The City of Palestine has a set of design guidelines for residential properties such as houses, as well as a set of guidelines for commercial properties, such as businesses.
Both sets of guidelines address three types of treatments to Historic Properties:
When replacing painted wooden elements, such as siding, priming all faces of the wood, instead of just the visible ones will add years to the life of the repair
NOTE: Historic wooden elements such as windows are surprisingly durable and were designed with future repairs in mind. Wooden windows that at first appear to be obviously beyond repair often can be salvaged with the use of wood consolidation products, putties and epoxies for minimal cost.
Historic masonry walls gradually allow excess moisture to escape, painting generally traps moisture in the wall, keeping it from “breathing” Additionally, once a wall is painted, it will always require repainting, increasing maintenance time and cost..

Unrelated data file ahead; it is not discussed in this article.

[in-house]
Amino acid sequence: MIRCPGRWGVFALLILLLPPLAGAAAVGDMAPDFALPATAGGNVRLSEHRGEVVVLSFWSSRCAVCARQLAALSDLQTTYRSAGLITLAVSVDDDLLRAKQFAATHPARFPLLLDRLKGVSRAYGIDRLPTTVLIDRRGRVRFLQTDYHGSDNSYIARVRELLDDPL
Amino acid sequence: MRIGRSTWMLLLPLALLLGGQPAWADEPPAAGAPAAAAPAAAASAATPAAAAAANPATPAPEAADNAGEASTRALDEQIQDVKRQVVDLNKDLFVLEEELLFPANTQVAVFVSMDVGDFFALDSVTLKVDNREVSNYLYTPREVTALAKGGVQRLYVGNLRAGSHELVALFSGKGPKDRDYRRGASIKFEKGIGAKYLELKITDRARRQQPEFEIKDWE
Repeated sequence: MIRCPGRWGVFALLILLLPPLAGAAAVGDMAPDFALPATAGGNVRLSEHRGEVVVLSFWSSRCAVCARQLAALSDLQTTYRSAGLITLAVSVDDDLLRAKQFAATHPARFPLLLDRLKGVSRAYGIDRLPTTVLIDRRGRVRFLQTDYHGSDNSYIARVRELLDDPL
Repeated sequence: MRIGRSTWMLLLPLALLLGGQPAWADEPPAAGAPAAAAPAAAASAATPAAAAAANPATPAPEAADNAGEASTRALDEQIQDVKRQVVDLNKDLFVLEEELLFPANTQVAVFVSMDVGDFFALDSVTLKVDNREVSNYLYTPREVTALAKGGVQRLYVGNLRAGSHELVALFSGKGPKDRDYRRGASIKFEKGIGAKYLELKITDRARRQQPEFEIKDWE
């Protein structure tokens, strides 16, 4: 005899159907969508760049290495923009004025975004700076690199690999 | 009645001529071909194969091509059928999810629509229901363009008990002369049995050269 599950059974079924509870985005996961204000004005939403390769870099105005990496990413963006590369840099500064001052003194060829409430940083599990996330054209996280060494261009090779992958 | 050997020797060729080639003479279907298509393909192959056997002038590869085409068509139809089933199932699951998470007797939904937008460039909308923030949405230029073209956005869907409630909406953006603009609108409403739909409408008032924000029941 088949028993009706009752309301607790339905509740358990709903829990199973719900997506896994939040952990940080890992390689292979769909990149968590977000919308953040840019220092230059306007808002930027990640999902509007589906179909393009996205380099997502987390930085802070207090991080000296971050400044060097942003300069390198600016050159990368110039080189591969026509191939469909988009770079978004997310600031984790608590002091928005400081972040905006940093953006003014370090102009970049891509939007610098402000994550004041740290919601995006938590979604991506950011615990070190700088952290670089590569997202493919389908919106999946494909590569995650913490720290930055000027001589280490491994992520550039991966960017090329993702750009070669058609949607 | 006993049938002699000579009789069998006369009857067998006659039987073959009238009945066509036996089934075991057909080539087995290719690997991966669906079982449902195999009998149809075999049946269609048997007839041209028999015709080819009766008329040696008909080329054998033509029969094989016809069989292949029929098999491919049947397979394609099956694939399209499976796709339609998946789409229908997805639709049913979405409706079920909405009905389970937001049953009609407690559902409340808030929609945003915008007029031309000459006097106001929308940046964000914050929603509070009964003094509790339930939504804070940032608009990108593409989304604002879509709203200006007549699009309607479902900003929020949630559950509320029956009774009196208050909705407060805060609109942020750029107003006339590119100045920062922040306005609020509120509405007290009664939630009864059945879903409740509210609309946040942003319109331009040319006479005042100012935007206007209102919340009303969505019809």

Historic brick was often fired at lower temperature than modern brick. Historic bricks generally expand and contract more. For this reason, historic mortar mixtures were softer and more flexible, using lime and less Portland cement than modern mortar. Using a modern Portland cement mortar on historic brick will cause the face of the brick to crack and fall off, shortening its life by years.
Much like a loaf of bread, when a brick is first baked, it forms a less porous outer crust that helps to keep out water and provides durability. Harsh cleaning treatments, such as sandblasting, wire brush scrubbing, and high pressure spraying damage this “crust” and shorten a brick’s useful life by years.
Historically, metal was used in everything from wrought iron fencing to cast iron storefronts to roof flashing.
Prompt removal or neutralization of rust extends the life of historic metal features by years.
Allowing dissimilar metals to touch one another can result in damage due to galvanic action. For this reason it is important to make sure that appropriate fasteners are used when near metal.
A valuable source for anyone involved in the maintenance and repair of historic properties is the National Park Service’s Preservation Brief series. Each of these Briefs provides information about different aspects of historic building maintenance and repair without becoming overly technical.